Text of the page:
With formal official ideology long dead, we may never know precisely what theories the Kremlin adheres to these days, but we may be sure that it has full confidence in its presumptions. In fact, Mr. Putin may be right about many things. International relations are no place for moralists. Many political, business and military projects do have global reach and are competitive in nature.
But the problem with his type of approach, in its Kremlin variety, is that it seems to equate international competition with a Darwinian fight for survival.
The very audacity of Moscow’s moves must be driven by a feeling of an existential threat. Many of the world’s countries may compete for dominance in specific markets and for political influence, but Russia is distinct in that it seems to fight for survival in situations that no one else sees as existential.
This, to me, serves as an explanation of why Moscow often stands out as one of the world’s most unpredictable actors. The costs are mostly paid by the Russian people and, obliquely, by most other nations, especially Russia’s neighbors, because the price of constant uncertainty is punishingly expensive military spending and rising threats to peace and prosperity.

Europe: Migrant Crisis Reaches Spain
Soeren Kern/Gatestone Institute/August 16/17
"The biggest migration movements are still ahead: Africa's population will double in the next decades. A country like Egypt will grow to 100 million people, Nigeria to 400 million. In our digital age with the internet and mobile phones, everyone knows about our prosperity and lifestyle." — German Development Minister Gerd Müller.
"Young people all have cellphones and they can see what's happening in other parts of the world, and that acts as a magnet." — Michael Møller, Director of the United Nations office in Geneva.
"If we do not manage to solve the central problems in African countries, ten, 20 or even 30 million immigrants will arrive in the European Union within the next ten years." — Antonio Tajani, President of the European Parliament.
Spain is on track to overtake Greece as the second-biggest gateway for migrants entering Europe by sea. The sudden surge in migration to Spain comes amid a crackdown on human smuggling along the Libya-Italy sea route, currently the main migrant point of entry to Europe.
The westward shift in migration routes from Greece and Italy implies that Spain, situated only ten miles from Africa by sea, may soon find itself at the center of Europe's migration crisis.
More than 8,300 illegal migrants have reached Spanish shores during the first seven months of 2017 — three times as many as in all of 2016, according to the International Organization for Migration (IOM).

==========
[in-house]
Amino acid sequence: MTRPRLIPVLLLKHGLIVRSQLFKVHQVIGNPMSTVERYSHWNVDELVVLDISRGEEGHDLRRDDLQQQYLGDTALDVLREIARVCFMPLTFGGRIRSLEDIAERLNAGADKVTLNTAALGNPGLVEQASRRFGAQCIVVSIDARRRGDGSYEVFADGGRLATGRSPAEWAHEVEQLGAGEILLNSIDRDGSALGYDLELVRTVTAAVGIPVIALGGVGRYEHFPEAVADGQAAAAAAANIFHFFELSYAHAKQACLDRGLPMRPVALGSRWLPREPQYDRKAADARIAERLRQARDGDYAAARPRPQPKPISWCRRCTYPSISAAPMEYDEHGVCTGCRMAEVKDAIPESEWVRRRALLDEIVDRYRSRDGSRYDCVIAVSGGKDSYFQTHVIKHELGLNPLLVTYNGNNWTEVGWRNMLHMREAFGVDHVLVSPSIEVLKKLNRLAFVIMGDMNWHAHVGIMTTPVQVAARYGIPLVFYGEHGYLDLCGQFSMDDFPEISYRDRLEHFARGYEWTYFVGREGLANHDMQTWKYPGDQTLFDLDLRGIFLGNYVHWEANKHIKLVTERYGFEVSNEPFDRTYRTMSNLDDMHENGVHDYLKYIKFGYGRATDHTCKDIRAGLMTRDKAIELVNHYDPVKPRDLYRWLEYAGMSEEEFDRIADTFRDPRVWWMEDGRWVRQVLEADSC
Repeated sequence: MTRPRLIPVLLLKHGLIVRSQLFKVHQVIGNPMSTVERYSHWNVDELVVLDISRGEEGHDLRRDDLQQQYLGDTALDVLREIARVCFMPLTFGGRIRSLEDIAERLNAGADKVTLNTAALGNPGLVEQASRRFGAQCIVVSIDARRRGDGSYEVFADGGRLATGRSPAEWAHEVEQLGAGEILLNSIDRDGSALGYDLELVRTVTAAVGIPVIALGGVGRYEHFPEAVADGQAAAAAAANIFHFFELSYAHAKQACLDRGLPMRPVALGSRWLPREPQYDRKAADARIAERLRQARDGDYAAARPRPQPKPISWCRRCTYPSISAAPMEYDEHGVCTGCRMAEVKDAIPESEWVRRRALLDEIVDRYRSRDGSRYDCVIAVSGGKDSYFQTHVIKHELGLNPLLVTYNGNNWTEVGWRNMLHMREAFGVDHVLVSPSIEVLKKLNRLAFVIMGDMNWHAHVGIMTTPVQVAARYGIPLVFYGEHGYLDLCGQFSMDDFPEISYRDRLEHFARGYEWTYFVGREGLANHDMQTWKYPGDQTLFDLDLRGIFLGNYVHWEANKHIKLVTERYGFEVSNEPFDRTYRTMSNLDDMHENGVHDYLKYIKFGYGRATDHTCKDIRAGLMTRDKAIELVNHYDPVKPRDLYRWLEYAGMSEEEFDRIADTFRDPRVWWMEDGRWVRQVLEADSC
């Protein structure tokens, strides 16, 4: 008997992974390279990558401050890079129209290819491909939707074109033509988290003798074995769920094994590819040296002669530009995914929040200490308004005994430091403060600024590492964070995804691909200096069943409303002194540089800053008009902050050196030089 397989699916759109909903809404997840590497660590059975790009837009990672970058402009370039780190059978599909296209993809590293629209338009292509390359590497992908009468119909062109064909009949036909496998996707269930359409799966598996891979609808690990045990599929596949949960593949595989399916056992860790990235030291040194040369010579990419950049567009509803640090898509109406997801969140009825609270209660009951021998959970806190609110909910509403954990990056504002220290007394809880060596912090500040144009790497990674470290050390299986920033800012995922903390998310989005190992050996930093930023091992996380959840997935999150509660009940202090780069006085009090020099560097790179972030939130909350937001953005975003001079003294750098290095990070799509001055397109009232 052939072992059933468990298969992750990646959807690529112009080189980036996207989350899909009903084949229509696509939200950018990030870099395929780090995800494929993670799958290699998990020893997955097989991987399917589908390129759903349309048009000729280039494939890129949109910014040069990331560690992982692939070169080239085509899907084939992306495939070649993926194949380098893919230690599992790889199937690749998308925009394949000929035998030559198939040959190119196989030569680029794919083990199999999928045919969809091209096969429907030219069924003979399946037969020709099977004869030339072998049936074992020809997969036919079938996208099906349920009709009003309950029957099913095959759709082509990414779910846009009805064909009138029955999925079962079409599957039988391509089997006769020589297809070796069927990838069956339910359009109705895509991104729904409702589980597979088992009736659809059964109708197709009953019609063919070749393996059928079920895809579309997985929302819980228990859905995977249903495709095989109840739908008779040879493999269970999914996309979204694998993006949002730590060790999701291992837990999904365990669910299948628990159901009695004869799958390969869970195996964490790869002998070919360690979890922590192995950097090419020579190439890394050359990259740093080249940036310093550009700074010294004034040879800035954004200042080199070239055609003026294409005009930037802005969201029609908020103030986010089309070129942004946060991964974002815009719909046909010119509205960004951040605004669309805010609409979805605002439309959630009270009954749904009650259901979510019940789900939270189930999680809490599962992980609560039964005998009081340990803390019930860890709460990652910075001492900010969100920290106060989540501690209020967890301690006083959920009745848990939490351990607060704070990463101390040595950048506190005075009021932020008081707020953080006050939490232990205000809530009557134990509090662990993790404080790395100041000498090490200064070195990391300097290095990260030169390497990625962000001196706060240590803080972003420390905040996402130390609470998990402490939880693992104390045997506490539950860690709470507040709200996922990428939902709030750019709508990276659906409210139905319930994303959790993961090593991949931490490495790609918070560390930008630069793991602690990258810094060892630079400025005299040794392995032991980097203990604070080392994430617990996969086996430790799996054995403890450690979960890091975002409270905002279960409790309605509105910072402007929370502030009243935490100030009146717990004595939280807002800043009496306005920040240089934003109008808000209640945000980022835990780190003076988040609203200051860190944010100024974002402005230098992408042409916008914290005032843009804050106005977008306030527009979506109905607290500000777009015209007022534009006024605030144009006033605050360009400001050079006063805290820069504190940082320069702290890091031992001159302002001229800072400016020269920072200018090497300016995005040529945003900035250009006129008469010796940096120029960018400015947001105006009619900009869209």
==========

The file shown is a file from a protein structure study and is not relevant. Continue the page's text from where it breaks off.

Thousands more migrants have entered Spain by land, primarily at the Spanish enclaves of Ceuta and Melilla on the north coast of Morocco, the European Union's only land borders with Africa. Once there, migrants are housed in temporary shelters and then moved to the Spanish mainland, from where many continue on to other parts of Europe.
In all, some 12,000 migrants have arrived in Spain so far this year, compared to 13,246 for all of 2016. By comparison, 14,156 migrants have arrived in Greece so far in 2017.
Italy remains the main migrant gateway to Europe, with around 97,000 arrivals so far this year, compared to 181,436 for all of 2016. Italy has been the main point of entry to Europe since the EU-Turkey migrant deal, signed in March 2016, shut off the route from Turkey to Greece, at one time the preferred point of entry to Europe for migrants from Asia and the Middle East. Almost 600,000 migrants have arrived in Italy during the past four years.
Migrants wait to be rescued by crewmembers from the Migrant Offshore Aid Station (MOAS) Phoenix vessel on June 10, 2017 off Lampedusa, Italy. (Photo by Chris McGrath/Getty Images)
In May, Italy signed a deal with Libya, Chad and Niger to stem the flow of migrants across the Mediterranean through improved border controls. In July, Italy also reached a deal with France and Germany to tighten the regulation of charities operating boats in the Mediterranean and to increase funds to the Libyan coast guard.
Since then, the Libyan coast guard has prevented thousands of migrants from leaving the Libyan coast for Italy. The crackdown, however, has sent would-be migrants scrambling for an alternative route to cross the Mediterranean. This appears to explain the increase in migrants arriving in Spain.
On August 14, Frontex, the European Union's border agency, reported that the number of African migrants arriving in Italy from Libya had dropped by more than half in July compared to the month before. During this period, the number of migrants arriving in Spain rose sharply.